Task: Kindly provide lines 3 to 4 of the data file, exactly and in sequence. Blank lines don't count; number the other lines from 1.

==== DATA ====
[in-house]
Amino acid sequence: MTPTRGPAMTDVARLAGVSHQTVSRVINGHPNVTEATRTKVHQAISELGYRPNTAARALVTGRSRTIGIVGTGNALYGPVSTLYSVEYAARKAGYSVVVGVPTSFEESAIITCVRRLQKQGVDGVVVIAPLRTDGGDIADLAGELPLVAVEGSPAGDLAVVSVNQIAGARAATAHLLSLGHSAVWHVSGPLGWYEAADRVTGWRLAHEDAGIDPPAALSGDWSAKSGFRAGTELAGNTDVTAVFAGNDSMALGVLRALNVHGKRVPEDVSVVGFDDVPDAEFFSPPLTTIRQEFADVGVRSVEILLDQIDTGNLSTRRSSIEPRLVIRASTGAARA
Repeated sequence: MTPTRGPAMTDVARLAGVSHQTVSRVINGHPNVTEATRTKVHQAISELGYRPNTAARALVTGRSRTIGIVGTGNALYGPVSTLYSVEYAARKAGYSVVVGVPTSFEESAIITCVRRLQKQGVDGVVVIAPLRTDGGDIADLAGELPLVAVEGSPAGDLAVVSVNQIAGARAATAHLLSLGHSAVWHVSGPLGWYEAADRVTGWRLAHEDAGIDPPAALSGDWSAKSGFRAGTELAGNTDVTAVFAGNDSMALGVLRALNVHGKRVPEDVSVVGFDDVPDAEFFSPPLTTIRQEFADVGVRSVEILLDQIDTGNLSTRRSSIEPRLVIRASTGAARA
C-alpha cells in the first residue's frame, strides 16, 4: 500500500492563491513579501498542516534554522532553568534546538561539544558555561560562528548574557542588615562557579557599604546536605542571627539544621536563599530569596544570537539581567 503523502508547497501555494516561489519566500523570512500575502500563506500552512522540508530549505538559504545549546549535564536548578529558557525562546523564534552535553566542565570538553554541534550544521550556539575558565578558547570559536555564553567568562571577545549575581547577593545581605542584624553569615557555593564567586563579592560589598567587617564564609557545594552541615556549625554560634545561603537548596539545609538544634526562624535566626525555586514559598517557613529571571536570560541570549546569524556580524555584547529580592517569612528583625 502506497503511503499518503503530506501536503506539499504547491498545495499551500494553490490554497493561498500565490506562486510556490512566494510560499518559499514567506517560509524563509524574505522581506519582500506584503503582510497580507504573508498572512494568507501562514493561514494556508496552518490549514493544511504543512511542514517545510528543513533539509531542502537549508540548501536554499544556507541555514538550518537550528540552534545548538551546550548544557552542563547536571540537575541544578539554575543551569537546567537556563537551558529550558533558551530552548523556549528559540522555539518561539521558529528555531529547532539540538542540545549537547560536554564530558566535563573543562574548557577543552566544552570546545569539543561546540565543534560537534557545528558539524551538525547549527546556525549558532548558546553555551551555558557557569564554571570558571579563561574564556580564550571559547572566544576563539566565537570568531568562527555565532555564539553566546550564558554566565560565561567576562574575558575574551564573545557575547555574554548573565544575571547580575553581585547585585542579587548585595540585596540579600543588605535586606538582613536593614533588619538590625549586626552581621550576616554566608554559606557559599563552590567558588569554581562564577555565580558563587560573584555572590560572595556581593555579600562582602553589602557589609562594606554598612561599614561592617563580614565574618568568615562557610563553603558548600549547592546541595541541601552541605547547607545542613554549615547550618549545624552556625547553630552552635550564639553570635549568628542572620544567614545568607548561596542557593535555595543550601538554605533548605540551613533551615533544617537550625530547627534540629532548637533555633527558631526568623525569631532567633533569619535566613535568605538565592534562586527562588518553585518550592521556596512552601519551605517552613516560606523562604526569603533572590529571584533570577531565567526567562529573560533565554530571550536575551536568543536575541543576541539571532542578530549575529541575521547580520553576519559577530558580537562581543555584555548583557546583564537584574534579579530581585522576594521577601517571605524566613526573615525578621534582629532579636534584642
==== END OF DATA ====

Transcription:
Repeated sequence: MTPTRGPAMTDVARLAGVSHQTVSRVINGHPNVTEATRTKVHQAISELGYRPNTAARALVTGRSRTIGIVGTGNALYGPVSTLYSVEYAARKAGYSVVVGVPTSFEESAIITCVRRLQKQGVDGVVVIAPLRTDGGDIADLAGELPLVAVEGSPAGDLAVVSVNQIAGARAATAHLLSLGHSAVWHVSGPLGWYEAADRVTGWRLAHEDAGIDPPAALSGDWSAKSGFRAGTELAGNTDVTAVFAGNDSMALGVLRALNVHGKRVPEDVSVVGFDDVPDAEFFSPPLTTIRQEFADVGVRSVEILLDQIDTGNLSTRRSSIEPRLVIRASTGAARA
C-alpha cells in the first residue's frame, strides 16, 4: 500500500492563491513579501498542516534554522532553568534546538561539544558555561560562528548574557542588615562557579557599604546536605542571627539544621536563599530569596544570537539581567 503523502508547497501555494516561489519566500523570512500575502500563506500552512522540508530549505538559504545549546549535564536548578529558557525562546523564534552535553566542565570538553554541534550544521550556539575558565578558547570559536555564553567568562571577545549575581547577593545581605542584624553569615557555593564567586563579592560589598567587617564564609557545594552541615556549625554560634545561603537548596539545609538544634526562624535566626525555586514559598517557613529571571536570560541570549546569524556580524555584547529580592517569612528583625 502506497503511503499518503503530506501536503506539499504547491498545495499551500494553490490554497493561498500565490506562486510556490512566494510560499518559499514567506517560509524563509524574505522581506519582500506584503503582510497580507504573508498572512494568507501562514493561514494556508496552518490549514493544511504543512511542514517545510528543513533539509531542502537549508540548501536554499544556507541555514538550518537550528540552534545548538551546550548544557552542563547536571540537575541544578539554575543551569537546567537556563537551558529550558533558551530552548523556549528559540522555539518561539521558529528555531529547532539540538542540545549537547560536554564530558566535563573543562574548557577543552566544552570546545569539543561546540565543534560537534557545528558539524551538525547549527546556525549558532548558546553555551551555558557557569564554571570558571579563561574564556580564550571559547572566544576563539566565537570568531568562527555565532555564539553566546550564558554566565560565561567576562574575558575574551564573545557575547555574554548573565544575571547580575553581585547585585542579587548585595540585596540579600543588605535586606538582613536593614533588619538590625549586626552581621550576616554566608554559606557559599563552590567558588569554581562564577555565580558563587560573584555572590560572595556581593555579600562582602553589602557589609562594606554598612561599614561592617563580614565574618568568615562557610563553603558548600549547592546541595541541601552541605547547607545542613554549615547550618549545624552556625547553630552552635550564639553570635549568628542572620544567614545568607548561596542557593535555595543550601538554605533548605540551613533551615533544617537550625530547627534540629532548637533555633527558631526568623525569631532567633533569619535566613535568605538565592534562586527562588518553585518550592521556596512552601519551605517552613516560606523562604526569603533572590529571584533570577531565567526567562529573560533565554530571550536575551536568543536575541543576541539571532542578530549575529541575521547580520553576519559577530558580537562581543555584555548583557546583564537584574534579579530581585522576594521577601517571605524566613526573615525578621534582629532579636534584642